How to create a paperless classroom with just 3 educational apps
I think you can all agree with me that going from a paper classroom to a digital classroom isn’t easy. Especially if you’re new to educational technology and you’re bombarded with hundreds of educational apps all the time.
So what if I told you that I could make the transition to a digital learning environment a lot easier for you?
In this post I’ll give you some tips on which educational apps you could use to go paperless. Yes, this digital classroom software is easy to use and very, mega, extremely handy. My paperless classroom ideas come with a nice advantage: you just need three essential apps.
Before you come up with loads of other fun paperless classroom apps that definitely spice up your lessons, I must say that they are probably so much fun, but not really essential to go completely paperless. I just want to make things as easy as I can.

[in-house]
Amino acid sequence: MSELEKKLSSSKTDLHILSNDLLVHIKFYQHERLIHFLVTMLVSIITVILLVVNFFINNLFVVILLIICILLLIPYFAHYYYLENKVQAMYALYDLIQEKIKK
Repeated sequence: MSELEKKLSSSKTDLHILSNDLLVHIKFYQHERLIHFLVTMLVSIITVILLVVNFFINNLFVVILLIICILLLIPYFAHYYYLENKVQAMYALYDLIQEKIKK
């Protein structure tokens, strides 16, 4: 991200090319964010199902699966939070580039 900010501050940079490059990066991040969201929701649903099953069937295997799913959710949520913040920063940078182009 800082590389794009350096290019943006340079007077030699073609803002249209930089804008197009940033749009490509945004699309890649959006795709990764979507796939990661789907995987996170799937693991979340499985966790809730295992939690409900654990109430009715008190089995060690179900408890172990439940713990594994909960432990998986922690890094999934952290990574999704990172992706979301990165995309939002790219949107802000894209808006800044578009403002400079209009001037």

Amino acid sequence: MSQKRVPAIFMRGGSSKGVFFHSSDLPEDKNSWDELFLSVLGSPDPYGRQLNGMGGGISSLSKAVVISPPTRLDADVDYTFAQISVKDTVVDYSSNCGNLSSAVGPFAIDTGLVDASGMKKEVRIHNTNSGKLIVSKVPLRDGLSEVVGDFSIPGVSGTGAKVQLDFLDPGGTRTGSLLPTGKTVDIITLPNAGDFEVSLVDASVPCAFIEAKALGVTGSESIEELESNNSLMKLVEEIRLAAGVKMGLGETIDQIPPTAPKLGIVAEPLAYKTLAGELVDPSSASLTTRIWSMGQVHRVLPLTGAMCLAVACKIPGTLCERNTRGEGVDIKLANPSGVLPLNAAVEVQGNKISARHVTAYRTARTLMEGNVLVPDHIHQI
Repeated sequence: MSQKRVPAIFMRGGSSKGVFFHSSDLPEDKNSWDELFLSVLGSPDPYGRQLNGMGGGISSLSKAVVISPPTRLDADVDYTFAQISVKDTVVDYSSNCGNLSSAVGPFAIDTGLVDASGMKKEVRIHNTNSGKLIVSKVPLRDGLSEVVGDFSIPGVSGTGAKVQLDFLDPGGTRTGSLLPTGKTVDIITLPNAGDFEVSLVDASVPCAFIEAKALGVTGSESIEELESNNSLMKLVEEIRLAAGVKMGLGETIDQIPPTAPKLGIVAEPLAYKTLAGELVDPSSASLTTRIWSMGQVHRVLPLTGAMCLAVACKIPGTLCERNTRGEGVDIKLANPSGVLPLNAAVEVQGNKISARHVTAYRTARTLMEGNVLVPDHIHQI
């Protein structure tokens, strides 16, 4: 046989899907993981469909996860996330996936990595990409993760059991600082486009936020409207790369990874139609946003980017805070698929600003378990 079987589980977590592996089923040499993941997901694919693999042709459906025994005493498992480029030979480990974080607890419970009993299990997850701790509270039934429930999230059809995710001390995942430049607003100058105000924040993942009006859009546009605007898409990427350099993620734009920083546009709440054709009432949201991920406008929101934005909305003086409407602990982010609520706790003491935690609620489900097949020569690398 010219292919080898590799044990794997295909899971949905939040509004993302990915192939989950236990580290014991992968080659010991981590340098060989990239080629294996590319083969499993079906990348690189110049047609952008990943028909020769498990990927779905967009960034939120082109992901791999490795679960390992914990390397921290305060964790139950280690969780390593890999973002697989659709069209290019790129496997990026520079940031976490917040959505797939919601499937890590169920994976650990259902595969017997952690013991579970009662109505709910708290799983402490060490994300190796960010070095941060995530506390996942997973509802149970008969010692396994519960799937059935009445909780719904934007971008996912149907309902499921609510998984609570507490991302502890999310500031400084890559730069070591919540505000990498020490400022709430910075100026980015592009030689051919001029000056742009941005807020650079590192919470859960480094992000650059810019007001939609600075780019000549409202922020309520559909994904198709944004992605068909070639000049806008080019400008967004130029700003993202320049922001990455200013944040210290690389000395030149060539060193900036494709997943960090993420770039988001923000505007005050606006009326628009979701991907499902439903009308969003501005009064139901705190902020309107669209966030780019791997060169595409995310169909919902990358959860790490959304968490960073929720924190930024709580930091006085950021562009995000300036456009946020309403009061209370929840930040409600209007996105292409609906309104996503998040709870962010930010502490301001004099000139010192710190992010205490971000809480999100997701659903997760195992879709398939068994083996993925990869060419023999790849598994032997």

Digital means technology
Before we jump into the apps, I should tell you that a digital classroom comes with technology. In order for your students to get to the assignments, worksheets and other lesson material, you have to consider convincing your head of IT or managing board to invest in some digital classroom equipment such as computers, chromebooks or tablets, etc. The apps I’m about to show you work just fine on smartphones too, but a larger screen is much more comfortable.
If your school doesn’t have the budget, BYOD could be a good solution.
If you’re having trouble connecting your own computer or iPad to a projector to share it with your students, you should definitely take a look at this post.